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January 2000

Why Do Buses Come In Threes?

This book is subtitled The Hidden Mathematics of Every Day Life, was written by Rob Eastaway and Jeremy Wyndham, and has a forward by Tim Rice. It acknowledges the work of Martin Gardner as a source of inspiration, and has a very jolly cover with red buses and cheerful fridge-magnet style integers on it (Anyone who is or has ever been involved with a pre-school child will know the sort of thing I mean).

The chapter headings are chosen to appeal to the child or the non-mathematician - 'Why can't I find a four leafed clover?', 'Why do clever people get things wrong?', 'why are showers always too hot or too cold?' and other intriguing problems that have been worrying us all our lives. Some of the contents are conundrums we've all ( well, nearly all) met before, such as the Konigsberg bridges, but there's lots of interesting stuff that is right up to date as well. For example - on which day should you buy your lottery ticket, to maximise your chance of winning (I won't give it away - except to say that the answer depends on a comparison of the chances of winning and the chance of being run over by a bus in the same period).

There is a chapter on numbers in biology - with Fibonacci, the golden ratio and a section on 'Pi and the circle'. It also explains why animals don't have wheels - which wasn't something I'd been worrying about.

I would give this book as a present to a child who enjoyed maths, to an adult who liked puzzles, or to a maths teacher who wanted material for those end-of-term lessons when nothing but fun will do. And at �8.99, I could afford to.

Book details:
Why do buses come in threes?
Robert Eastaway, Jeremy Wyndham, Rob Eastaway, Tim Rice
Paperback - 176 pages (March 1999)
John Wiley & Sons; ISBN: 0471347566

The Nothing That Is - A natural history of zero.

by Robert Kaplan

It was the Sumerians who first decided they needed a zero. They counted in both base ten and base 60, and needed a symbol to indicate nothing in the 'tens' column, so that they could tell whether the answer was 123 or 23. But they didn't use this useful symbol to indicate the terminal digit, so out of context you can't tell 180 from 30, or from 3.

'The Nothing that Is' is an excellently written and erudite story of ....nothing. Of zero. We discover that many early cultures had no term for it, or saw no need for it. We follow it's progress across the Old World, from early usage in China and India, back towards the west via Arabian merchants, who in turn passed the concept to the Greeks following Alexander's conquest of much of the known world.

We also take a trip across the Atlantic to the culture of the Mayas, who had multiple calendars, and a symbol for zero which was a portrait of the god of death. Why multiple calendars? - Kaplan postulates a societal fear of an Ending, when the end of all the calendar cycles coincide - bringing a total End. Having many calendar cycles postpones this event for many years, and in the meantime, when two cycles coincide, the gods can be placated with blood sacrifice. . .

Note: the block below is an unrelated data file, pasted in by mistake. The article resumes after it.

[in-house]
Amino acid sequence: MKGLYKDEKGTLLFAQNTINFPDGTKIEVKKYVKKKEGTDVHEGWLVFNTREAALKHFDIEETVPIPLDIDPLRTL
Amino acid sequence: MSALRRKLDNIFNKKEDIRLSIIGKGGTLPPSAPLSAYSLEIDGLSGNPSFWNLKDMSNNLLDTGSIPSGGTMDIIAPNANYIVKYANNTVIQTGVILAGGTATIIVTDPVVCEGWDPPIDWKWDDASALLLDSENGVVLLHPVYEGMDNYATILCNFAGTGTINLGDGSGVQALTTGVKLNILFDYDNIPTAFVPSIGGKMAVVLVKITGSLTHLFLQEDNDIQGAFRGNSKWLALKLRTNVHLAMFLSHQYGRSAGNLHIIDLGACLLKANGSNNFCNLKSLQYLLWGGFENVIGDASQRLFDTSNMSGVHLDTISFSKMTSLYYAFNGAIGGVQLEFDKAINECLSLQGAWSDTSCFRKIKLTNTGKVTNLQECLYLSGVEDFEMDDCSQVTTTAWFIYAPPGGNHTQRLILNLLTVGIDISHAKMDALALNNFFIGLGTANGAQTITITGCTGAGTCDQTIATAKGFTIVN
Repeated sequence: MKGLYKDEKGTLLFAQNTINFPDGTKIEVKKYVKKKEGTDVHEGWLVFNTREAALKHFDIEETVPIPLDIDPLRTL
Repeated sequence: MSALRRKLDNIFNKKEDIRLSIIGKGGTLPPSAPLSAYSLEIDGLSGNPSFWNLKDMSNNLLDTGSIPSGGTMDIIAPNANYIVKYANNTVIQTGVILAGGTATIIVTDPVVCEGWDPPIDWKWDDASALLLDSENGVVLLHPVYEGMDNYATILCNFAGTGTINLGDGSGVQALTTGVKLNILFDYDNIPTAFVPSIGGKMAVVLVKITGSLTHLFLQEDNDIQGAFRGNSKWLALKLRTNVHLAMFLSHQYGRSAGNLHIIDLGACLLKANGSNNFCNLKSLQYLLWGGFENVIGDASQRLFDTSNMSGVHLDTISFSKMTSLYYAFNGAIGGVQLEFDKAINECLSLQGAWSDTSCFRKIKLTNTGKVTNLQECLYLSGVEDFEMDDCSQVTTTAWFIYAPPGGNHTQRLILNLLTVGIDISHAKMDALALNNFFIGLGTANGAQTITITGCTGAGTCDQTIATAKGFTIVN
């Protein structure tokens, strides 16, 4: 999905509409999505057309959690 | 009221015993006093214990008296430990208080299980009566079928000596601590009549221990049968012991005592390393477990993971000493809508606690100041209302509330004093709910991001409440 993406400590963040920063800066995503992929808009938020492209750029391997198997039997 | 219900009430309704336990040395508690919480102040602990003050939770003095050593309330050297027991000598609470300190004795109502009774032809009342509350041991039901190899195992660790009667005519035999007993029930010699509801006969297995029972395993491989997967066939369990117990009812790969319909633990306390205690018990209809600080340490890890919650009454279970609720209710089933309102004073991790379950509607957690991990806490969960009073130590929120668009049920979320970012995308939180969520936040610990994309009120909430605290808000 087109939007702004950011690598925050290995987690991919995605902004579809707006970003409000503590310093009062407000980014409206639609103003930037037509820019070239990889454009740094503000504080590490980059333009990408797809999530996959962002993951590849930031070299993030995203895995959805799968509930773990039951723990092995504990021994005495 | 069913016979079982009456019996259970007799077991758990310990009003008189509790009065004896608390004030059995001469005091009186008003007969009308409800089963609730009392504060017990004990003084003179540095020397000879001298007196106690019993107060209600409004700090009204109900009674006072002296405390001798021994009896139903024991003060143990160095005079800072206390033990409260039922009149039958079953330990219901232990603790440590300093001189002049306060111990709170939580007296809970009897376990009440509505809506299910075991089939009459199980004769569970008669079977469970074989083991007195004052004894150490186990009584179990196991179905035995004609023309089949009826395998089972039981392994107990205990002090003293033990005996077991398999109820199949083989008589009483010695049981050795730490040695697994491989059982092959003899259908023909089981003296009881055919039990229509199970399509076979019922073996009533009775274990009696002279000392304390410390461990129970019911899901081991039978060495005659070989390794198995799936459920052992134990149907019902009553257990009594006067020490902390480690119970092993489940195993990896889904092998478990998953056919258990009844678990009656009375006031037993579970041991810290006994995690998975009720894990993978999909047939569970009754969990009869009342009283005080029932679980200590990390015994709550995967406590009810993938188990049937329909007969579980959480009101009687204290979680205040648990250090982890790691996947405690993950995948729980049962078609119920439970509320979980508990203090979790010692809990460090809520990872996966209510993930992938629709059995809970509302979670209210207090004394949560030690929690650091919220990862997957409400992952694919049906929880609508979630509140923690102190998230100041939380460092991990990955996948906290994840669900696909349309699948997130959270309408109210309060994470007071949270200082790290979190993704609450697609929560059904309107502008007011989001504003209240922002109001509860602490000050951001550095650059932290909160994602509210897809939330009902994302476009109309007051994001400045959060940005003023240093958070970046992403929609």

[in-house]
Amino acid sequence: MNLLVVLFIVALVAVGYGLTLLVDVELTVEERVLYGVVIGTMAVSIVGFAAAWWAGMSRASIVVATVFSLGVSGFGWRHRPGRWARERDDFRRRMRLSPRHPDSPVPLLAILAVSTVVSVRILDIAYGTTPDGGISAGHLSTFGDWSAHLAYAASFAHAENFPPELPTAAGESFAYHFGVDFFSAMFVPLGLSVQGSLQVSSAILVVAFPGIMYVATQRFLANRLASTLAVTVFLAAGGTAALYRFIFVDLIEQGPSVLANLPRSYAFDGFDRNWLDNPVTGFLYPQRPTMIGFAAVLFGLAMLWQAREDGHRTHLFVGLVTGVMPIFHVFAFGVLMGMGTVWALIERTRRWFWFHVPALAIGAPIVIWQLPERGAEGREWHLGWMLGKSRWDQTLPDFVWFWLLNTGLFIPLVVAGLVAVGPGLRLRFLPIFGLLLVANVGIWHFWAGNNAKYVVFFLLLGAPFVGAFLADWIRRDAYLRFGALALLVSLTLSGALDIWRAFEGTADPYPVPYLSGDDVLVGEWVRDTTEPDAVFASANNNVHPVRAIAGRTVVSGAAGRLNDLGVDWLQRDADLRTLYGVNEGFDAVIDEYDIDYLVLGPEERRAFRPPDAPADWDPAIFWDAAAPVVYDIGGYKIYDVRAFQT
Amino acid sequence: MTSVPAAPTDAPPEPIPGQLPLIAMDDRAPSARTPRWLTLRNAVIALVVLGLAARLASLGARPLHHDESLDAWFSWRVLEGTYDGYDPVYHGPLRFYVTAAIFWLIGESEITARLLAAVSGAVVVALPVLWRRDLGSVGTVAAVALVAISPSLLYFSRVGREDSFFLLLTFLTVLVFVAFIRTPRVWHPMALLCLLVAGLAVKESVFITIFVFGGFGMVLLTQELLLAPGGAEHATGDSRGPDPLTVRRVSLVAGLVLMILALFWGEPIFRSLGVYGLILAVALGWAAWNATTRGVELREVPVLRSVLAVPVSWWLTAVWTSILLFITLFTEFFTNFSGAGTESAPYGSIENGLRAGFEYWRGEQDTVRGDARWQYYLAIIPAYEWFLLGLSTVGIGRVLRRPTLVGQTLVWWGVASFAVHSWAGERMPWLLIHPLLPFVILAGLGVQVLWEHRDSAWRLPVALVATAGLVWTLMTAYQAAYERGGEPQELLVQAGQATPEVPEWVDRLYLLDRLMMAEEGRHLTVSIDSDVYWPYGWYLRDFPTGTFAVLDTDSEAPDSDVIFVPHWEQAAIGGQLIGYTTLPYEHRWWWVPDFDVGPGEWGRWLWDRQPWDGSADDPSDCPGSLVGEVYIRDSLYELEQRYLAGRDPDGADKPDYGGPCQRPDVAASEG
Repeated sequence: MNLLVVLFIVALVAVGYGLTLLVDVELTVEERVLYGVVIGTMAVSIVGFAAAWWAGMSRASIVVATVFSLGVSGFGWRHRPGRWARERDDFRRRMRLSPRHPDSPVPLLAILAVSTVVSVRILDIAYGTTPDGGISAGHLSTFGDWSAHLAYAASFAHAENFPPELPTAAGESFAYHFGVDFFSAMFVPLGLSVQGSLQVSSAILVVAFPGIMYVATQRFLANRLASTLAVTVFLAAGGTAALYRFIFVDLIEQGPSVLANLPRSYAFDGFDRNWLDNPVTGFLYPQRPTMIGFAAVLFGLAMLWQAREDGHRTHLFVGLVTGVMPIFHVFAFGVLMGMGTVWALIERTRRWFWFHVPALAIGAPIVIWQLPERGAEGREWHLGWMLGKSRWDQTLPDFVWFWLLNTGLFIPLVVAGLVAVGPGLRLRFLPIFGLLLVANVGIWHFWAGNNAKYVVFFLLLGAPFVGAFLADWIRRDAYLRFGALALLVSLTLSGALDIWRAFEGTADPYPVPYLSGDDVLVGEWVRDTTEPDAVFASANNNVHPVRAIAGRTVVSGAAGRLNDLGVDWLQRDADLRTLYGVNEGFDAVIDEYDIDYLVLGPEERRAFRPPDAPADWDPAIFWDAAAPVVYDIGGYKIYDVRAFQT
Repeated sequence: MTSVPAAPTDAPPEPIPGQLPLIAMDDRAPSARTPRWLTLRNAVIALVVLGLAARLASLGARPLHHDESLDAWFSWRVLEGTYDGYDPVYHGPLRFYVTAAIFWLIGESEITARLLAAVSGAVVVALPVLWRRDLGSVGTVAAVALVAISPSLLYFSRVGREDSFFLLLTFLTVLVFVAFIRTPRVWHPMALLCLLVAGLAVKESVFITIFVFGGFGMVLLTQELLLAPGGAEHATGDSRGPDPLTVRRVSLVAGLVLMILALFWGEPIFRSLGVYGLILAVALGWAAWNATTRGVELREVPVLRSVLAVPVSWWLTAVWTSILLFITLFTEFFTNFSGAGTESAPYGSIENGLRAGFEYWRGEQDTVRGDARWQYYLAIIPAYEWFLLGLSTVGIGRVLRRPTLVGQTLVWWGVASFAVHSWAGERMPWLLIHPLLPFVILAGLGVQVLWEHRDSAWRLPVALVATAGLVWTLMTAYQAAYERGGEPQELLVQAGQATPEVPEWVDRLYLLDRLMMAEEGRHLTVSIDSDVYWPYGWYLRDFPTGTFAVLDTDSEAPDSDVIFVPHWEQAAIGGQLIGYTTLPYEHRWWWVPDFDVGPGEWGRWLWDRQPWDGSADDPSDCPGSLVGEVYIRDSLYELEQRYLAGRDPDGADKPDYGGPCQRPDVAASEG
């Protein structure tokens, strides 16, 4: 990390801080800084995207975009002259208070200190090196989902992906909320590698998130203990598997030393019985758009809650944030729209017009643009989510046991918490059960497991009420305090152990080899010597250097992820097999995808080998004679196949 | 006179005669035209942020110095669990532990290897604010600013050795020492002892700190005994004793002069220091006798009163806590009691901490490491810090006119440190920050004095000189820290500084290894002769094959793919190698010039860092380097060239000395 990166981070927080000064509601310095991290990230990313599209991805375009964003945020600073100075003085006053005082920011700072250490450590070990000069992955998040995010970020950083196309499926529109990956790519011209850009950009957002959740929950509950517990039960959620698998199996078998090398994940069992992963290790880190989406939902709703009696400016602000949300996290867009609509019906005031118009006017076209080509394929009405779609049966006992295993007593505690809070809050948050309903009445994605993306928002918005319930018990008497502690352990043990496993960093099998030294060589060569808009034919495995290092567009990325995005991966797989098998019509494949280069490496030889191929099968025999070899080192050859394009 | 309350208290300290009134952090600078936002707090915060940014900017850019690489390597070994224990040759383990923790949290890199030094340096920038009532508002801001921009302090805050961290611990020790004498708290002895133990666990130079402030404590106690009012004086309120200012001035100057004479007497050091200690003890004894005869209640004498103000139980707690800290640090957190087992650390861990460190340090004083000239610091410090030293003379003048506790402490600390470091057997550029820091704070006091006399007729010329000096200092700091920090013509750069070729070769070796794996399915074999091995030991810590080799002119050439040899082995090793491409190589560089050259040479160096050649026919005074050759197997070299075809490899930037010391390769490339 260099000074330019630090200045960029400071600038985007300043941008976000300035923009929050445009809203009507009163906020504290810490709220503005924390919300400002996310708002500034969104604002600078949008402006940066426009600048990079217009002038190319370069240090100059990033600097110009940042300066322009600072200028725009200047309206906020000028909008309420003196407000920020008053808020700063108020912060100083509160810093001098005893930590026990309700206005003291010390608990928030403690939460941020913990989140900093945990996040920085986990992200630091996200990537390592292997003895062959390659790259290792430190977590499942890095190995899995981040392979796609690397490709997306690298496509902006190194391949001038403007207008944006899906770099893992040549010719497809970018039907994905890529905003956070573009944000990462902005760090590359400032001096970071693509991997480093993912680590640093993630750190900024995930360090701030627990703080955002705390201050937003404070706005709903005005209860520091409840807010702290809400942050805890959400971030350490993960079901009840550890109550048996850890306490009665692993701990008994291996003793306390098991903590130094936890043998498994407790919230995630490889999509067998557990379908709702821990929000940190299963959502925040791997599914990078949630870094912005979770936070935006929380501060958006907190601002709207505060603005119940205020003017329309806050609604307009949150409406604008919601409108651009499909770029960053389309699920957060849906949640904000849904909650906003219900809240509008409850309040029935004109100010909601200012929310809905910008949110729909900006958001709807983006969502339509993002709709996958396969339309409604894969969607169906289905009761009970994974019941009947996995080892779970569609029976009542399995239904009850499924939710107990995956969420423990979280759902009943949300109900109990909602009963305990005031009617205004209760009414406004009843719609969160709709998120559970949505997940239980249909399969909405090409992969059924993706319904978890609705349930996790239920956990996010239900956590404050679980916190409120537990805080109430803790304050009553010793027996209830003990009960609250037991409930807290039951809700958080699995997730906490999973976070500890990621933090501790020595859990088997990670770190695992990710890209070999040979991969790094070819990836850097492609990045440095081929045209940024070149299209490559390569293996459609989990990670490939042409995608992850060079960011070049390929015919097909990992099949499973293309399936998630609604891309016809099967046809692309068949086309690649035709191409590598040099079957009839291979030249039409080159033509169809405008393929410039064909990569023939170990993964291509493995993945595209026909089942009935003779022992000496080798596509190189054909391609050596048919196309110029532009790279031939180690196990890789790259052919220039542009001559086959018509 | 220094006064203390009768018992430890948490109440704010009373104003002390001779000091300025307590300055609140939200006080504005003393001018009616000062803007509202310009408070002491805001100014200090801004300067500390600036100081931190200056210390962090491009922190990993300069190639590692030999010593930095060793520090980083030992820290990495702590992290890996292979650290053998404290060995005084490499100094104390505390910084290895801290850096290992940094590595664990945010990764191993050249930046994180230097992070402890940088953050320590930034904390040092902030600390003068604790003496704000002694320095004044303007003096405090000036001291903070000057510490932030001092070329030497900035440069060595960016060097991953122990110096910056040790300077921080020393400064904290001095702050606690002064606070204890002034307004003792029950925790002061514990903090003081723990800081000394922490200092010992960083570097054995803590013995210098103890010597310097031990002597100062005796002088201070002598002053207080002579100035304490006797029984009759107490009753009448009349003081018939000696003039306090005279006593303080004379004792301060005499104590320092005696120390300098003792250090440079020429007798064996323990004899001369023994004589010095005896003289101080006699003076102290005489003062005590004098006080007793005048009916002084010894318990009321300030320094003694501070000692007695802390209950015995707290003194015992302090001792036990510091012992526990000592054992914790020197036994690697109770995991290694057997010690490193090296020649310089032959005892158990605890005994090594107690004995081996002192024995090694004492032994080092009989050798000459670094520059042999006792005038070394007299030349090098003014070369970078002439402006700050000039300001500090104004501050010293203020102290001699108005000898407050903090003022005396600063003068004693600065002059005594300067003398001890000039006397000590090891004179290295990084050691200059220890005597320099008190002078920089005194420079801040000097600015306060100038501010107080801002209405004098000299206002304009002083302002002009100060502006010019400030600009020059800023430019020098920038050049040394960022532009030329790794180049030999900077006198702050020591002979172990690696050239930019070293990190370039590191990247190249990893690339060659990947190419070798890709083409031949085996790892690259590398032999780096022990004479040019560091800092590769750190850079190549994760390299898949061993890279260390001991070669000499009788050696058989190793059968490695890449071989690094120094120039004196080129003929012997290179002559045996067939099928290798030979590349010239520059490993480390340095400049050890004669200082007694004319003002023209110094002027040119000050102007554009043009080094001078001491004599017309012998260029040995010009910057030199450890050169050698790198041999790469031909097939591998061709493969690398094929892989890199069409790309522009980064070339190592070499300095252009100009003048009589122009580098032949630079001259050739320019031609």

All very interesting, if gory. Kaplan moves from the Maya to (briefly) the obsessive counting many of us have done from time to time. The carriages making up the train, the tiles on the ceiling at the dentist, cracks in the pavement. . .

This book is full of fascinating material and is extraordinarily well written. There are chapters that will appeal more to (in other words 'be understood by') the mathematicians, but plenty to fascinate, amuse and educate the reasonably ordinary literate person. My wife enjoyed most of it - and she's a biologist!

Book details:
The nothing that is
Robert Kaplan
Hardback - 225 pages (1999)
Penguin Books Ltd. ISBN: 0713992840
Book details:
Why do buses come in threes?
Robert Eastaway, Jeremy Wyndham, Rob Eastaway, Tim Rice
Paperback - 176 pages (March 1999)
John Wiley & Sons; ISBN: 0471347566

The Moment of Proof - Mathematical Epiphanies.

by Donald C. Benson

This is a rare beast - a popular mathematics book that actually contains mathematical proofs and expects its readers to enjoy the experience! Donald Benson wants us all to savour the joy of discovery that mathematicians feel when they first encounter an elegant proof.

You might by now be wondering whether the author was successful in this aim. Often he is. On a few occasions he really expects us to do too much work and mathematical rigour gets in the way. Nevertheless the book really does have its 'moments', and I would recommend it unreservedly to anyone in need of inspiration or a good example for their next lesson!

The Moment of Proof also works as a reference text. There's a good index and bibliography, and a sufficiently eccentric choice of proofs to make it the one you reach for when you need something different. Go and buy a copy!

Book details:
The Moment of Proof
Donald C. Benson
Hardback - 331 pages (1999)
Oxford University Press. ISBN: 0195117212
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